Inadequate or poor sleep can cause you to feel irritable and increase stress, while a good night’s sleep can enhance your overall feelings of wellbeing. Sound familiar? Without a good night’s sleep, it’s easy to feel groggy, snappy, or overwhelmed. With enough rest, you’ll feel like you can take on the world.
Unfortunately, stress can negatively impact your weight loss efforts. Research suggests stress can increase your appetite, reduce your motivation to engage in physical activity, and heighten your cravings for unhealthy foods. These factors can hinder your ability to lose weight or even lead to weight gain over time. In comparison, a full night’s sleep can help alleviate stress and give you a positive mindset to continue along your journey.
4. Shrink Fat Cells
If you’re attempting to lose weight, chances are, you want to shrink your fat cells. Your fat cells store the excess fat your body made when you ate more calories than you used for energy. When you need more energy, you burn the fat stored in your cells for fuel. This energy-making process helps shrink your fat cells. If you’re not sleeping enough, it will be difficult for you to tap into your cells for energy – meaning your fat cells will remain the same size.
Shockingly, researchers discovered your fat cells can’t function properly without a good night’s sleep. Lack of sleep reduces your fat cells’ ability to respond to insulin, your energy regulating hormone, by a whopping 30 percent. Four nights of insufficient sleep can cause a 16 percent reduction in your total-body insulin response. Insulin resistance can unbalance your release and storage of energy, rapidly escalate your blood sugar levels, and put you at a higher risk of diabetes.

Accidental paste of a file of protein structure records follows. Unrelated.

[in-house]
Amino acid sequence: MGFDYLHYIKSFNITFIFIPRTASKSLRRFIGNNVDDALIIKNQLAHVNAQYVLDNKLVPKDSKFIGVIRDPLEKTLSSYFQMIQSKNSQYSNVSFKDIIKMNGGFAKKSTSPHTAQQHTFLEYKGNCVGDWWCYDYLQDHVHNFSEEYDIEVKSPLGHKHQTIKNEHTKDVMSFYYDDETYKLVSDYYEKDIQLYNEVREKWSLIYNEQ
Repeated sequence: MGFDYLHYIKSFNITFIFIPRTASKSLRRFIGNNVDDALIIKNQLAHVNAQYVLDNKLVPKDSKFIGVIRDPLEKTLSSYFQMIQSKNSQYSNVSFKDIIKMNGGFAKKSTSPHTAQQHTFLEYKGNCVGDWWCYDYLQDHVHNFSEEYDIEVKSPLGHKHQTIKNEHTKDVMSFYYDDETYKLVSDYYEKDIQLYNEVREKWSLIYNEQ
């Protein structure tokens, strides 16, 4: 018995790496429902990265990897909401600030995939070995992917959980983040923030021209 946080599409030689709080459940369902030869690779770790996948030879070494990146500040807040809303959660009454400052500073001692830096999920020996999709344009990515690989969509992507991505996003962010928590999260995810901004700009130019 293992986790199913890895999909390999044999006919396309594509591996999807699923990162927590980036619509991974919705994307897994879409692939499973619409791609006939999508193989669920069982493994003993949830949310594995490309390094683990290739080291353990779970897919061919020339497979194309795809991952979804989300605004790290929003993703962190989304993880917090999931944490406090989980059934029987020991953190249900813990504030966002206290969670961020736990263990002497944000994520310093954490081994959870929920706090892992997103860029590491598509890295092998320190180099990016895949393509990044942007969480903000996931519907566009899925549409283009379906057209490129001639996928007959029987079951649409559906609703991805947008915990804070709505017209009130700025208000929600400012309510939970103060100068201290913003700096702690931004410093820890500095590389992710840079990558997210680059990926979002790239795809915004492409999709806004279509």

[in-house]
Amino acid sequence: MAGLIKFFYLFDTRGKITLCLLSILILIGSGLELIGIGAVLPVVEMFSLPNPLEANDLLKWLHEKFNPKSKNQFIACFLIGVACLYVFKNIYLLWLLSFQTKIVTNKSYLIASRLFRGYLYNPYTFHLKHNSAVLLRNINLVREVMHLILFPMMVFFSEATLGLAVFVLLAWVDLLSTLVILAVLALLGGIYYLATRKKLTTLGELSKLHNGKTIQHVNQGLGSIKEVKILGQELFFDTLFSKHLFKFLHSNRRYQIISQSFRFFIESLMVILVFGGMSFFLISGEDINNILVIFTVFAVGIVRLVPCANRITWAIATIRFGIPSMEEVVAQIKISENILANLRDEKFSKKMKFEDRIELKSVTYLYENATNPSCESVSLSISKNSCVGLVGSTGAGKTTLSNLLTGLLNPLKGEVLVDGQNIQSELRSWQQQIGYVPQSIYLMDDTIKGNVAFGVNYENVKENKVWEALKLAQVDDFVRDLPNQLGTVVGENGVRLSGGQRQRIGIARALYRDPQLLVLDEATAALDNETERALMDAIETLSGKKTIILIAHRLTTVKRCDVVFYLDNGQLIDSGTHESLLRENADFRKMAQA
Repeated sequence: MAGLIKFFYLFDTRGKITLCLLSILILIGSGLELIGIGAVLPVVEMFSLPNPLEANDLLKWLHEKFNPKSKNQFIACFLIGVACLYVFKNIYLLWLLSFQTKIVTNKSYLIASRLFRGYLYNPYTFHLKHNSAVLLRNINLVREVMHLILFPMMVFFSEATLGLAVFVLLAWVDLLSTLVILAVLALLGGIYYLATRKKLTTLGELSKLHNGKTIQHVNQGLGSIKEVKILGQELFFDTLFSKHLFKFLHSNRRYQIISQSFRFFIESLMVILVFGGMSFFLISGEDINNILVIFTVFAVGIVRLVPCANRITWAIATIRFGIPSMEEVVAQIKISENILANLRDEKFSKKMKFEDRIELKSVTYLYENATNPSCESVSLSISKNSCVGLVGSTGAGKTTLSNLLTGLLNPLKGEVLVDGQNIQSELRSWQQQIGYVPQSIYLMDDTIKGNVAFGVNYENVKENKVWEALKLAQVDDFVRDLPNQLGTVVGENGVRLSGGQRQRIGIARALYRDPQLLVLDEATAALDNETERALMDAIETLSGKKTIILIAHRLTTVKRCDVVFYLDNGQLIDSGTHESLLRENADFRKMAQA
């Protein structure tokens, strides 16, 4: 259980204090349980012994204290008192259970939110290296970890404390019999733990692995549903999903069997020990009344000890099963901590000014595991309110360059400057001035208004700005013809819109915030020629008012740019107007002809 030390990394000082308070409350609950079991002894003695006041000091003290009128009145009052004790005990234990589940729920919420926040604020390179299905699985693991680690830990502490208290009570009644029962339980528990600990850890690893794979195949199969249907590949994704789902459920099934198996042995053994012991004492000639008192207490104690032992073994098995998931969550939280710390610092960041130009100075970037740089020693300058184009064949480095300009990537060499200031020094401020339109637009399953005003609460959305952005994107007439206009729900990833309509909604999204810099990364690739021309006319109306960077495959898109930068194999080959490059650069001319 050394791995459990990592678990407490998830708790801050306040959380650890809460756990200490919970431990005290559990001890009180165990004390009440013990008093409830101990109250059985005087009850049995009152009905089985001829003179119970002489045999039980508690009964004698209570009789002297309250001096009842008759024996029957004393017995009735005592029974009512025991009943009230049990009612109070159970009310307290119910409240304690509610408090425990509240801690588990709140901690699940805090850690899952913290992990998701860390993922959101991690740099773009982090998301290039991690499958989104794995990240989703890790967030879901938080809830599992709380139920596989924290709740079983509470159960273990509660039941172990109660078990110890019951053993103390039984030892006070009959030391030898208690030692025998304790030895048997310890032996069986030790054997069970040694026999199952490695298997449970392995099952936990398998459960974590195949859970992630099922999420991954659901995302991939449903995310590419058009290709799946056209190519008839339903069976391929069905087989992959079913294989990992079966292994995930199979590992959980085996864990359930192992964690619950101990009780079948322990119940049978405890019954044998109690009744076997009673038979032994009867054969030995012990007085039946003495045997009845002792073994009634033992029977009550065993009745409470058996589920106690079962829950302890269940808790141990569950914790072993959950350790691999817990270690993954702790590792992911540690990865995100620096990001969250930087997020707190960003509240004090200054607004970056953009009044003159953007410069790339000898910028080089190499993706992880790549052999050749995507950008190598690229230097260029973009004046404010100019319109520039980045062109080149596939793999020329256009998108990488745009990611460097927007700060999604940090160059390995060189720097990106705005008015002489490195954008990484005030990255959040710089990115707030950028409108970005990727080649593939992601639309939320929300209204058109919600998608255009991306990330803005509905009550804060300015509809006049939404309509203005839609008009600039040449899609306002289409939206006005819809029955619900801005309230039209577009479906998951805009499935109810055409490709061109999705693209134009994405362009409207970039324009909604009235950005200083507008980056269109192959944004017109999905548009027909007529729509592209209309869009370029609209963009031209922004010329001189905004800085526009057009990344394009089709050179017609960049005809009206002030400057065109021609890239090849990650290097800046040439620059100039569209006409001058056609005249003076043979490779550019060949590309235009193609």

Sleep Your Way to Weight Loss
Seven to eight hours each night is ideal, so try not to sleep significantly less or more. Studies show both short- and long-duration sleepers were 30 percent more likely to experience weight gain than average-duration sleepers. Take our quiz and find a weight loss method that would fit you perfectly.
If you’re unsure how to get enough sleep, try these five tips:
- Avoid Large Meals, Alcohol, Caffeine, and Cigarettes Before Bed – All four can disrupt your snooze and make it hard to fall asleep. Better yet, begin your fasting cycle two to three hours before bed.
- Develop a Relaxing Nighttime Routine – Your mind needs time to shift into sleep mode, so dedicate an hour or so before bed to unwind and relax. Read, write in your journal, or try another calming activity. Dim the lights and avoid your cell phone, TV, computer, or other sources of light, since they interrupt your melatonin production. Activities that cause excitement or stress can make it more difficult for you to fall asleep.
- Check the Life Expectancy on Your Mattress and Pillows – Most quality mattresses have a life expectancy of nine to 10 years. Replace Polyester pillows every six months, and foam and feather pillow every three years. If you feel uncomfortable or unsupported while you sleep, your mattress or pillow may be to blame.
- Establish a Proper Sleep Environment – Most experts agree your sleep environment should be between 60 and 67 degrees and free from noise and light. Invest in fans, earplugs, or blackout curtains to improve your ability to fall and stay asleep.
- Adhere to a Schedule (Even on Weekends) – Your body runs on an internal clock. If you follow a set schedule, you can help regulate your body’s clock and stay asleep throughout the night.
Sleep and Weight Loss: A Dreamy Combination
Is sleep important for weight loss? Without a doubt! Your sleeping patterns influence your hormones and critical weight loss functions like your metabolism and appetite regulation. If you’re confused about a recent plateau in your weight loss journey, take a look at your sleep schedule. Some more shut-eye may be just what you need.